Downtown Trolleys Are a Good Idea. So You Know It’ll Never Work.

Clang went the trolley: We've been following the plan to put streetcars downtown closely (see our story at left) because, being hippies, we think streetcars are a really cool idea. Being the Dallas Observer and aware of what happens to good ideas at City Hall, we're also watching closely to see how City Hall screws up this one.

Grudgingly, Buzz has to say that the two Dallas City Council members who asked the best questions at Tuesday's council briefing on downtown trolleys were Ron Natinsky and Dave Neumann. Both of them wanted to know why the proposed governing body for a downtown trolley system would put the city of Dallas in a minority role, since the system will be in downtown Dallas and Dallas will be paying for it.

In particular, Neumann wanted to know why Dallas Area Rapid Transit should get almost as many seats on the board of the proposed trolley authority as the city. No shit, Sherlock. Putting DART and the suburbs in charge of a downtown Dallas trolley system paid for by Dallas taxpayers is the brainchild of transportation chair Linda Koop, who has never seen a suburb she didn't want to smooch. Must be running for Congress.

City council member Carolyn Davis asked whether the trolleys will be on tracks "or on rubber" in downtown. The answer from a consultant: "Tracks." Then Davis asked if the trolleys will be on tracks or on rubber when the trolleys leave downtown and go out into the neighborhoods. The answer: "Tracks."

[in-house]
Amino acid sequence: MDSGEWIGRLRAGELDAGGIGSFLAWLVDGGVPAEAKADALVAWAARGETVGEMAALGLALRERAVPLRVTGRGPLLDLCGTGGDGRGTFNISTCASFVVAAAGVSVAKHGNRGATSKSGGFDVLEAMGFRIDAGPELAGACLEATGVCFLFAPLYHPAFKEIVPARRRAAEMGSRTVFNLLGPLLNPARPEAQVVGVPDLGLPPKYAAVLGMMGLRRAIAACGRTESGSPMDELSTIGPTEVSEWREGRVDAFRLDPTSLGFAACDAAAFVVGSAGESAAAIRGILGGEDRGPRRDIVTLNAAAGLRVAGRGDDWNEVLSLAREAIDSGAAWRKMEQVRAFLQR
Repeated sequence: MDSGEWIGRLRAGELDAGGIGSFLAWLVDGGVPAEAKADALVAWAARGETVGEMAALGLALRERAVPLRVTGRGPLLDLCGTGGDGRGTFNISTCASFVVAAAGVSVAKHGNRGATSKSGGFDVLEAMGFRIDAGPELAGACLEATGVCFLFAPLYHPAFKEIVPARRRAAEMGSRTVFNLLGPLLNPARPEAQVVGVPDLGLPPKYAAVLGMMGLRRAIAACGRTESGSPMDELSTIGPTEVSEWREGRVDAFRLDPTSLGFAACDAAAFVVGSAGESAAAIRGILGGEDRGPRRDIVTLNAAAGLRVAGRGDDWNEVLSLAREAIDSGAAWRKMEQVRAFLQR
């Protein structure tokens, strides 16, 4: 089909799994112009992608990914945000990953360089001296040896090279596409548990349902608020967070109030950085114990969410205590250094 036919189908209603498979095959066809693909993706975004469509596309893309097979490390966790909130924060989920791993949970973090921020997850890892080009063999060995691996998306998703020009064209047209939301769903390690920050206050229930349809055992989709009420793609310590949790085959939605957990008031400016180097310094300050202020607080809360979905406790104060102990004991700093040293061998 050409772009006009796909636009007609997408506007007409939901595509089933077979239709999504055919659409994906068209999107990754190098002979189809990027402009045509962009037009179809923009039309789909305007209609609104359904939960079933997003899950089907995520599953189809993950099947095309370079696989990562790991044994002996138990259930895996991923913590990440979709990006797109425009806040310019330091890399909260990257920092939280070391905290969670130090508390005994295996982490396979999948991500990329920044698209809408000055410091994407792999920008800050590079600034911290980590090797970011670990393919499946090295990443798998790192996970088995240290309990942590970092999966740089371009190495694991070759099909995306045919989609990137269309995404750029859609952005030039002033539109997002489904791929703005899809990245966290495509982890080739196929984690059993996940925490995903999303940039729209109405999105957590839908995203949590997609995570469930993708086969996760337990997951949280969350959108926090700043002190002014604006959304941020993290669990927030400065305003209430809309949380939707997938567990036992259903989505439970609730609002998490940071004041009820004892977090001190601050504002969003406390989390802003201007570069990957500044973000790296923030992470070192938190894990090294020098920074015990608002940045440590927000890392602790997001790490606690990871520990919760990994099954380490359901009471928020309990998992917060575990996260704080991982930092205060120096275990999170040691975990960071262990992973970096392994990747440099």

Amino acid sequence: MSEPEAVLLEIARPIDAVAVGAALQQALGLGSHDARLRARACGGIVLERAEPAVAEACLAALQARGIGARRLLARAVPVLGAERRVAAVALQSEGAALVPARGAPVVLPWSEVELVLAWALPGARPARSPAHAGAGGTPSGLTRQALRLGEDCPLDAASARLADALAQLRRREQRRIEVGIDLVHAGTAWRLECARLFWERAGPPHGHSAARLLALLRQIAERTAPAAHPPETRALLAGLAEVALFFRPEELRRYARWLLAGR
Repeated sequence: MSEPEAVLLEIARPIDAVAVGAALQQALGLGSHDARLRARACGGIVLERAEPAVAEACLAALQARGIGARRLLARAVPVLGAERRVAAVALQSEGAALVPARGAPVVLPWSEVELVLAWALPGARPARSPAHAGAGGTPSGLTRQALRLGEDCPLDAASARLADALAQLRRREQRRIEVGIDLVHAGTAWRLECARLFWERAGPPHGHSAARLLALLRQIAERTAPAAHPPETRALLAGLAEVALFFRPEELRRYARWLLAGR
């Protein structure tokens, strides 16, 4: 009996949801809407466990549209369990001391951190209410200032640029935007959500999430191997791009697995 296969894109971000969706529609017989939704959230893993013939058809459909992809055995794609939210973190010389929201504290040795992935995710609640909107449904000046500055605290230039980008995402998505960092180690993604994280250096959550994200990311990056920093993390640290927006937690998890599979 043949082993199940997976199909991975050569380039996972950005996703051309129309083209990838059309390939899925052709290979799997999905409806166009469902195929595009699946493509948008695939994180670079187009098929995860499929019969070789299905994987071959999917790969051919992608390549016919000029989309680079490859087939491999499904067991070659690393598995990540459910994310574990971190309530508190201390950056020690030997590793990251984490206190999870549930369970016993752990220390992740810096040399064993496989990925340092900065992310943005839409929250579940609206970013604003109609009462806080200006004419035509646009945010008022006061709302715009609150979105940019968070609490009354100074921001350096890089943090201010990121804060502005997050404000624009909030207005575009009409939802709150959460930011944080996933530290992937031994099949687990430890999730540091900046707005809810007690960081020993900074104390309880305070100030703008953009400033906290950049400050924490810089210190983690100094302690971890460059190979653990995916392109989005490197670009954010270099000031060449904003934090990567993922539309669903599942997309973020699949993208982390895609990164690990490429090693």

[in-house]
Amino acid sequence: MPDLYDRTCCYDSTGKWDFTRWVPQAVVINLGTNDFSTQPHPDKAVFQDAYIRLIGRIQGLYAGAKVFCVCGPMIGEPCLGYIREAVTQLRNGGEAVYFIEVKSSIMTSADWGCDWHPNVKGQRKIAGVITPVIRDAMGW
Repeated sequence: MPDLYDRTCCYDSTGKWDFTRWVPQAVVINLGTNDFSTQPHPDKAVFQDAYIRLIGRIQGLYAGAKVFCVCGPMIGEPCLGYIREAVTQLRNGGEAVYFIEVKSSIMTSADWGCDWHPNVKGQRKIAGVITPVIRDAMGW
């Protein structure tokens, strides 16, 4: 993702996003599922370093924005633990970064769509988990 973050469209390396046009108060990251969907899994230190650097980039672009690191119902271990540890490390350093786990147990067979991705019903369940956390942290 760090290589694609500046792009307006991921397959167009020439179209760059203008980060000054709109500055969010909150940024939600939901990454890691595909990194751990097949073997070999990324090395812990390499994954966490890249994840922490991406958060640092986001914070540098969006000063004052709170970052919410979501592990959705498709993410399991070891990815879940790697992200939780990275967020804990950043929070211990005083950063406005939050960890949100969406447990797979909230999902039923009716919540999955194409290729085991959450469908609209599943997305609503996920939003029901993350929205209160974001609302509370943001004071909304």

We see her point. Otherwise we're going to be in a hell of a mess with all those steel-wheeled cars chewing up neighborhood streets. Bet they'd be hard to steer. No, wait. The real point of her question? She says DART should be in charge of the whole thing because "they know a lot about tracks."

True. They're really good about building them out to the suburbs.

Council member Vonciel Hill wants a trolley line out to Paul Quinn College. Good idea. We want a trolley line to the Lakewood Country Club. Buzz isn't a member, but it would be a good idea in terms of balance.

Sheffie Kadane is very excited: "From day one I have been screaming, 'We gotta have streetcars.'" Pity Mrs. Kadane.

He asked a good question about a proposal that streetcars be financed through a downtown public improvement district.

"You are referring to the PID as a way of financing. Would we maintain the same PID we have now? Would it be a new PID? How would that work?"

The consultant's answer was a bit tangled but boiled down to: Maybe same PID, maybe new. Sheffie's got the right idea: Trolleys sound cool, but show us the money. —Jim Schutze


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